Nowadays, many people are using portable digital recorders like the Zoom H4n, Zoom H6, or Tascam DR-40X to record the audio during video shoots with DSLR/mirrorless cameras. Now you need some real-world advice about using this equipment properly with external microphones, field mixers, and clapper slates. That’s where this article comes in. Read on to find out how to get great sound on a DSLR shoot using a portable digital recorder.
DSLR and mirrorless cameras are capable of excellent stills and stunning video, but one area where they are lacking is their audio-recording capability. If you want your videos to sound great, you really need to use a separate portable digital recorder to capture audio when you shoot.
The practice of recording audio on a separate device is called “double-system” shooting. You need to be a bit more organized and methodical when working this way. Later in this article, we’ll go over the key operational functions you must perform every time you record. First, we’ll focus on different workflow options.
You may be thinking, “Wait a minute, I just have a portable digital recorder. Why do I need external microphones, a field mixer, and a clapper slate ?” A portable digital recorder is just one piece of the puzzle in a full-blown location audio kit. You need other equipment to do all of the things that the recorder itself cannot.
There are workarounds that enable you to record sound for video using less gear. We’ll start with a bare-bones workflow and move our way up, so you can see how each additional piece of equipment helps you do a better job. I suggest that you read about all of these different workflows, because there are many tips mentioned throughout the article which can be applied to any situation.
Workflow #1: Using Only a Portable Digital Recorder
If you have a non-existent budget, or if you’re working on a low-profile job where you can’t bring much gear, you may only have the portable digital recorder itself to handle all of the audio work in a shoot.
The first step is to set the recorder to record 24-bit/48 kHz WAV files. With 24-bit/48 kHz being the broadcast standard for most productions, these files sound great, will give you good headroom, and will play well with most video files. Anticipate that recording at 24-bit/48 kHz gives you about an hour of stereo recording per gigabyte. High-capacity SD cards are becoming more and more affordable, so consider picking up a few of those. It’s always a good idea keep a back-up card or two in your equipment bag.
Most portable digital recorders have decent-sounding built-in mics, but that doesn’t mean they’re going to deliver the best audio for your video productions. The reason that using the built-in mics on the recorder is so challenging is that you need to get them as close as possible to the sounds you want to record. The microphones should never be more than a few feet away from the sound source. So, if you have a person speaking in front of the camera, you’re going to need to think of creative ways to get the recorder close to them. Often times the best solution is to frame the shot as a medium close-up, so either you or the on-camera subject can hold the recorder just out of the frame, thereby getting the microphones as close as possible.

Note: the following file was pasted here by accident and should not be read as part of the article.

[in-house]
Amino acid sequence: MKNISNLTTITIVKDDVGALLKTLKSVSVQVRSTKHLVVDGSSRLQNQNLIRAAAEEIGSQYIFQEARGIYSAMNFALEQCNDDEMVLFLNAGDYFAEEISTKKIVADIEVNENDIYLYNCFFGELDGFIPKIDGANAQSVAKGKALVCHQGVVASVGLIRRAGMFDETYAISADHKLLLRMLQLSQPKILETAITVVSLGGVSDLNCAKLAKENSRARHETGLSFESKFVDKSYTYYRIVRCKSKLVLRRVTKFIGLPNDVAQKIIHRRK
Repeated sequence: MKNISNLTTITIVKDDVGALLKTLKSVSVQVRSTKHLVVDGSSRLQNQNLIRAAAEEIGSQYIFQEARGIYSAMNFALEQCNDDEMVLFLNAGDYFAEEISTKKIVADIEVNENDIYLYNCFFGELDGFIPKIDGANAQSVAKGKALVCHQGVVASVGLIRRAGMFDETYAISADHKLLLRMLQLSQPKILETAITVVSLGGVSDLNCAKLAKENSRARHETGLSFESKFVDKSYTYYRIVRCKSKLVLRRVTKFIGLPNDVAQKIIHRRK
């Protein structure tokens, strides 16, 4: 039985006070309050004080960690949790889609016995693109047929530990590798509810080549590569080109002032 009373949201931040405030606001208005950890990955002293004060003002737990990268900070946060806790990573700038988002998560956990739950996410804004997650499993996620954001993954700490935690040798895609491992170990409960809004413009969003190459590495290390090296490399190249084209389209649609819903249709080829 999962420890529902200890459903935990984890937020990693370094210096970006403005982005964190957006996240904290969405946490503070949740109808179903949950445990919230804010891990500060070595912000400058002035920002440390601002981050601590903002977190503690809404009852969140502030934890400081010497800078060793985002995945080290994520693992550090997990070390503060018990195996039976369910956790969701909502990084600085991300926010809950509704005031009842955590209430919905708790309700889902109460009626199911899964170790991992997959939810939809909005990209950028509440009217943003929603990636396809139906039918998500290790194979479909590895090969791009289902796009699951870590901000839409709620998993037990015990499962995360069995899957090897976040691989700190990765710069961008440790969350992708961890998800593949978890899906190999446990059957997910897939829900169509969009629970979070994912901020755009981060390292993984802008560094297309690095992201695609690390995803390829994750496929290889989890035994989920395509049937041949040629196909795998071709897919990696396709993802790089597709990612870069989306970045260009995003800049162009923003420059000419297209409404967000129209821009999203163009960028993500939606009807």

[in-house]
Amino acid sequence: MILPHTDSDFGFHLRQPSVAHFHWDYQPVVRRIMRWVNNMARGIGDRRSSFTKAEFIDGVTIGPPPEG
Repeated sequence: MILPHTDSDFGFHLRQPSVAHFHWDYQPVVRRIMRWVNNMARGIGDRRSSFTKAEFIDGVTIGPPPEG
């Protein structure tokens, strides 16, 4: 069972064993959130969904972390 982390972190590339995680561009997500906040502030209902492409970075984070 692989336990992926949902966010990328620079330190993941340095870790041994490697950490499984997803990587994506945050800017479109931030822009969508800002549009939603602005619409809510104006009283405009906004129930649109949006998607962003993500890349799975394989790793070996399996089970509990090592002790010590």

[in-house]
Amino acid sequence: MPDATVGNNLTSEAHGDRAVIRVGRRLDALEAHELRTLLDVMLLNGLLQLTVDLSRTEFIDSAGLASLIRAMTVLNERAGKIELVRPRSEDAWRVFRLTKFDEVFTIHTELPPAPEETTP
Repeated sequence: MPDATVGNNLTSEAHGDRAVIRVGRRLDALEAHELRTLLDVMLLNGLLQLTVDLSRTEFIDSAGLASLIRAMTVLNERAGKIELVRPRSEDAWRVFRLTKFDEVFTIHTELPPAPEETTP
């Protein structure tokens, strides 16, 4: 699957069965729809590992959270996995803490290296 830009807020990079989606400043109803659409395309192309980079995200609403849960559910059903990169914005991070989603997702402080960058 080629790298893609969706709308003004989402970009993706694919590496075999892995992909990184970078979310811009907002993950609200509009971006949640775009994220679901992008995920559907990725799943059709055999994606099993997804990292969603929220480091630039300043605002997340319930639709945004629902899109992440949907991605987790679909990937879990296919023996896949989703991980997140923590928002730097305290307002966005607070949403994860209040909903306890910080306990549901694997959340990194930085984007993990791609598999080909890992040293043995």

Many people envision using a portable digital recorder mounted directly on top of their camera. Recorders like the Zoom H4n and the H5 have tripod threads built into them, so you can attach them to the shoe of your camera easily with an adapter like the Pearstone Male Accessory Shoe Adapter. Attaching the recorder to the top of your camera is an acceptable way to work when recording ambient environmental sounds, but it’s definitely not the best way to go most of the time.
Unless the camera itself is very close to the sound you’re recording, the audio is going to sound distractingly distant. You may make some headway attaching the Zoom SSH-6 Shotgun Capsule to the onboard microphone-slot of a Zoom H5 or H6, but this will only help focus the sound. You’ll pick up the sound that’s right in front of the camera a whole lot better, but you’ll still need your combined camera/microphone setup as close to the actor as possible.
The Zoom SSH-6 Shotgun Capsule attached to the
You need to be mindful of the noises you make when the recorder is mounted on top of your camera. If you’re not careful, the microphones will pick up the sound of your fingers fiddling with the controls on the camera, the operational noises of the camera, and footfall vibrations if you walk around. You can start to understand why it’s often a better idea to use the recorder away from the camera.
If you’re going to be shooting outdoors, it’s absolutely necessary to use additional wind protection over the built-in microphones on the portable digital recorder. Many models come with a foam windscreen, but this usually isn’t enough to protect your audio from distortion when used outdoors. There are a number of different manufacturers making custom softie windscreens for specific portable recorders, as well as generic windscreens that will fit a variety of recorders.
No matter what you do, the name of the game is always about getting the microphones close to the action. If your on-camera talent is going to hold the recorder as they speak, be sure to tell them not to move their fingers around or fidget, because the mics on the recorder will pick up those noises. In some situations it’s better to mount your digital recorder off screen on a stand or on a Gorillapod. However, most of the time, the best way to go is to use an external microphone.
Workflow #2: Plugging an External Microphone into a Portable Digital Recorder
Using an external microphone can help you tackle two of the major problems you’d normally encounter when you use just the recorder on its own: it’s easier to get the microphone closer to the sound source and you don’t have to worry about the noise you make when you handle and adjust the controls on the recorder.